‘Friends, Romans and Countryside’ a floral adventure in Bath with Katherine Kear

Tour Dates
Thursday 7 July 2022
Saturday 9 July 2022

Join NAFAS Chair Katherine Kear on this fascinating three-day tour of Bath and Wells, filled with history, flowers and gardens



City of Bath

A wonderful way to see and spend time with Flower Friends

Built for pleasure and relaxation, beautiful Bath has been a well-being destination since Roman times. Taking inspiration from this wonderful part of England and its history, NAFAS Chairman Katherine Kear will be hosting this special tour, with a  two-night stay in central Bath and lots of great floral fun. Enjoy visits to historical sites in Bath and the pretty cathedral town of  Wells, as well as to meet an artisan flower grower and florist - with floral demonstrations and talks with local experts along the way. Katherine will also judge the Chairman's Challenge: to create (and wear) a Roman wreath of your own design. 


Katherine Kear NAFAS Chairman


garden icon
Victoria Park Bath

What we love

River Avon Bath

Experiences you will treasure

What people say

Flower have souls says Katherine Kear

I am thoroughly looking forward to leading this trip - what better way to indulge in several of my favourite things? Add to that a stay in a super hotel and lots of fun with like minded travellers, who wouldn't want to join me? 

Katherine Kear, NAFAS Chairman

How much is it?

Additional night Saturday 9th July:
09/07 Twin/Double room £115.00pp
09/07 Single room £165.00pp
£80 Single Room Supplement
Additional night Sunday 10th July:
10/07 Twin/Double room £95.00pp
10/07 Single room £145.00pp
Roman Gods Frieze
The Weir in Bath

What's included in your holiday

Wells Cathedral

Itinerary - what you will do when

Sarah Wilson Comptono Flower Farm

Sarah Wilson of Compton Flower Farm

Double Tree by Hilton hotel Bath

Where you will stay

Coral Gardiner

A Deeper Dive

Wells Cathedral Bishops Palace

Built between 1175 and 1490, Wells Cathedral has been described as ‘the most poetic of the English Cathedrals’. Set in the medieval heart of England’s  (second) smallest city, Wells is the earliest English cathedral built in the Gothic style. Most famous for having the country’s largest collection stained glass windows, the Jesse Window is one of the most splendid examples of 14thC stained glass in the whole of Europe. Other highlights include the Wells Clock, believed to be the oldest clock mechanism in the UK, the fascinating octagonal Chapter House, the rare chained library, the magnificent West Front and the beautiful ‘scissor arches’ supporting the central tower. 

Wells Somerset

Adjoining the Cathedral is Vicar’s Close, believed to be the only complete medieval street left in England. Originally designed to provide communal accommodation for the Vicars Choral, who sang daily worship in the Cathedral, a tradition that continues to this day. The houses which line the close were built in the 14thC (the iconic chimneys were added in the 15thC) under the direction of Bishop Ralph of Shrewsbury. There were originally 42 houses, one for each vicar, but following the decision during the Reformation to allow vicars to marry, some were combined. Today there are 27 residences, a chapel, library, treasury and muniment (title deed) room. There is also a dining room connected to the Cathedral by a covered walkway known as the ‘Chain Gate Bridge’.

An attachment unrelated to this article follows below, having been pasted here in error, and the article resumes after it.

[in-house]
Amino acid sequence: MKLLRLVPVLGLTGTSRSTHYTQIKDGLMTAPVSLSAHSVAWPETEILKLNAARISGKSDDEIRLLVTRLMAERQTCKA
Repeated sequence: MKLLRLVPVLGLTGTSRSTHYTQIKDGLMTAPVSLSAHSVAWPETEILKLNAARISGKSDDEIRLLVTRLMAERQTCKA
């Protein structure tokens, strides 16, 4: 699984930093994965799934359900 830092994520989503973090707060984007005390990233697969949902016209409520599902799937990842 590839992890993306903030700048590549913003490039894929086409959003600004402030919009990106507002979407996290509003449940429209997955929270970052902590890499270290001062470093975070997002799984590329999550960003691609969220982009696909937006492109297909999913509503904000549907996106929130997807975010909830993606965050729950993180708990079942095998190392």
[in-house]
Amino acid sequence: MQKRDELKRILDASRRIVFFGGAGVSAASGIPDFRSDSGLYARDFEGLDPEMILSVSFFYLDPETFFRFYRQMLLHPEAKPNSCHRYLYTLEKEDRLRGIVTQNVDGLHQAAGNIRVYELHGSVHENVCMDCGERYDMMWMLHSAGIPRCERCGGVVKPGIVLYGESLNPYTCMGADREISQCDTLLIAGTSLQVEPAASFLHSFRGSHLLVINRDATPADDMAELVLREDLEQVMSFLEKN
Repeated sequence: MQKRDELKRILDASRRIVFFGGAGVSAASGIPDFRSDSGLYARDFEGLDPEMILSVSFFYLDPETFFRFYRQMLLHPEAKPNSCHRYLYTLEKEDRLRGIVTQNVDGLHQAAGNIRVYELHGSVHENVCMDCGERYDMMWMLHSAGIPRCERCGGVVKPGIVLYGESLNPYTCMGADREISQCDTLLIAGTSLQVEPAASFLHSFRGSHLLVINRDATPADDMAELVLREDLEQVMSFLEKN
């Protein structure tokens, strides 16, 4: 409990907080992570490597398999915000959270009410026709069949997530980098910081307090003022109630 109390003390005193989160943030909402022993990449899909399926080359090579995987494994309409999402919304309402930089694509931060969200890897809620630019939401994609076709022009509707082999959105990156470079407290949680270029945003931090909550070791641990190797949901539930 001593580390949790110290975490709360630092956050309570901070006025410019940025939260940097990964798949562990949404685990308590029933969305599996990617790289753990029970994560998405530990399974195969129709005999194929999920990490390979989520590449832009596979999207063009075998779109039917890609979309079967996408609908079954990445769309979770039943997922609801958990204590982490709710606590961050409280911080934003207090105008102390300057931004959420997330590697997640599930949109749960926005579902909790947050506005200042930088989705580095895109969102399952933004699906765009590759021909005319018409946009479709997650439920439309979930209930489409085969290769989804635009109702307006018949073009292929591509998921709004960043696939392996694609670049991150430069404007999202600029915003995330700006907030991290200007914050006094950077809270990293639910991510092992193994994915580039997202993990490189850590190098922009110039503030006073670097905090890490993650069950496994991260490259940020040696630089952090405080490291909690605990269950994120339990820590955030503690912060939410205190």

Wells Cathedral Ceiling


The Bishops Palace

This splendid medieval palace has been the home of the Bishops of Bath & Wells for more than 800 years, ever since the first Bishop received a crown licence to build a residence and deep park to the south of the cathedral. This uniquely moated palace has an imposing gatehouse with portcullis and a drawbridge so you feel as though you are entering a castle. Inside the walls you will find a Great Hall, the Bishop’s private chapel and 14 acres of beautiful, RHS Partner gardens that include an arboretum, a Community Garden and a tranquil Garden of Reflection. 

The Bishops Palace Wells Somerset

Roman Baths

Constructed in around 70AD as a grand complex for bathing and socialising, The Roman Baths is one of the best-preserved Roman remains in the world. The city’s unique thermal springs still rise in the site, filling it with 1,170,000 litres of natural hot water every day. The Baths are at the site of extensive ruins where you can step back in time. Walk on original Roman pavements, explore the chambers that housed changing rooms and tepid plunge pools and see the ruins of the Temple of Sulis Minerva, the sacred area where Roman worshippers gathered to pray to the goddess Sulis Minerva and made sacrifices at the great altar.


Sheep in Somerset

Before you book

51.380001, -2.36

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